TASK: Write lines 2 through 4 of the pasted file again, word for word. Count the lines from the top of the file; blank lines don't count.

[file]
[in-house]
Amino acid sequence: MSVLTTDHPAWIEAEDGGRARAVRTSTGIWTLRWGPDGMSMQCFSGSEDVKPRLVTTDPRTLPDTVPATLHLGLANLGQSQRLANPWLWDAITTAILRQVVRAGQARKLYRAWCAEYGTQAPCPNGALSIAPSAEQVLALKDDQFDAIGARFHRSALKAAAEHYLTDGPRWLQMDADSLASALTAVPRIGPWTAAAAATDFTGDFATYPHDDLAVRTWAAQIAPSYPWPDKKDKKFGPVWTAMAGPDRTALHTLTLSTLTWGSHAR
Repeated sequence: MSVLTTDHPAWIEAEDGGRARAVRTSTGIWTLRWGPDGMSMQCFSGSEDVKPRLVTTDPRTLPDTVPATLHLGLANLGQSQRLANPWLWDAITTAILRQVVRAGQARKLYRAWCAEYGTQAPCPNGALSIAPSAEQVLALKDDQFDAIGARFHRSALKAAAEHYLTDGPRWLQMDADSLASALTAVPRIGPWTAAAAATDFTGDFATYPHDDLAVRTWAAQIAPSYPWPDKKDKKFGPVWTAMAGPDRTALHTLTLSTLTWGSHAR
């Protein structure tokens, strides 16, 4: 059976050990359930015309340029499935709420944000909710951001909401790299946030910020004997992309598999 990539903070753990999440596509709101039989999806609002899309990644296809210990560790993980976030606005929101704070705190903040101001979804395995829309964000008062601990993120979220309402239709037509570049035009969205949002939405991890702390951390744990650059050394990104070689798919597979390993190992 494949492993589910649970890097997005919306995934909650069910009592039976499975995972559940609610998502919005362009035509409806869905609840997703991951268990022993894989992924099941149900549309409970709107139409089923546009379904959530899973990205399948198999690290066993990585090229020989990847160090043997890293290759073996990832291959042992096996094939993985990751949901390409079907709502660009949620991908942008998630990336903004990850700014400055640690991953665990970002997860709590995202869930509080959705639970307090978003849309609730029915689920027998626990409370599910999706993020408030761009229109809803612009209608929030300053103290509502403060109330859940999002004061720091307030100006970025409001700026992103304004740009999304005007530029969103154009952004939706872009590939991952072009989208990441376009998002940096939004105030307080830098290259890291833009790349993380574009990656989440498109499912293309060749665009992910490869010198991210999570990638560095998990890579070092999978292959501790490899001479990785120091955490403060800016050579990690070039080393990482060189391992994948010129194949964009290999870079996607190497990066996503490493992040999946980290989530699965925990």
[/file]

Amino acid sequence: MSVLTTDHPAWIEAEDGGRARAVRTSTGIWTLRWGPDGMSMQCFSGSEDVKPRLVTTDPRTLPDTVPATLHLGLANLGQSQRLANPWLWDAITTAILRQVVRAGQARKLYRAWCAEYGTQAPCPNGALSIAPSAEQVLALKDDQFDAIGARFHRSALKAAAEHYLTDGPRWLQMDADSLASALTAVPRIGPWTAAAAATDFTGDFATYPHDDLAVRTWAAQIAPSYPWPDKKDKKFGPVWTAMAGPDRTALHTLTLSTLTWGSHAR
Repeated sequence: MSVLTTDHPAWIEAEDGGRARAVRTSTGIWTLRWGPDGMSMQCFSGSEDVKPRLVTTDPRTLPDTVPATLHLGLANLGQSQRLANPWLWDAITTAILRQVVRAGQARKLYRAWCAEYGTQAPCPNGALSIAPSAEQVLALKDDQFDAIGARFHRSALKAAAEHYLTDGPRWLQMDADSLASALTAVPRIGPWTAAAAATDFTGDFATYPHDDLAVRTWAAQIAPSYPWPDKKDKKFGPVWTAMAGPDRTALHTLTLSTLTWGSHAR
């Protein structure tokens, strides 16, 4: 059976050990359930015309340029499935709420944000909710951001909401790299946030910020004997992309598999 990539903070753990999440596509709101039989999806609002899309990644296809210990560790993980976030606005929101704070705190903040101001979804395995829309964000008062601990993120979220309402239709037509570049035009969205949002939405991890702390951390744990650059050394990104070689798919597979390993190992 494949492993589910649970890097997005919306995934909650069910009592039976499975995972559940609610998502919005362009035509409806869905609840997703991951268990022993894989992924099941149900549309409970709107139409089923546009379904959530899973990205399948198999690290066993990585090229020989990847160090043997890293290759073996990832291959042992096996094939993985990751949901390409079907709502660009949620991908942008998630990336903004990850700014400055640690991953665990970002997860709590995202869930509080959705639970307090978003849309609730029915689920027998626990409370599910999706993020408030761009229109809803612009209608929030300053103290509502403060109330859940999002004061720091307030100006970025409001700026992103304004740009999304005007530029969103154009952004939706872009590939991952072009989208990441376009998002940096939004105030307080830098290259890291833009790349993380574009990656989440498109499912293309060749665009992910490869010198991210999570990638560095998990890579070092999978292959501790490899001479990785120091955490403060800016050579990690070039080393990482060189391992994948010129194949964009290999870079996607190497990066996503490493992040999946980290989530699965925990």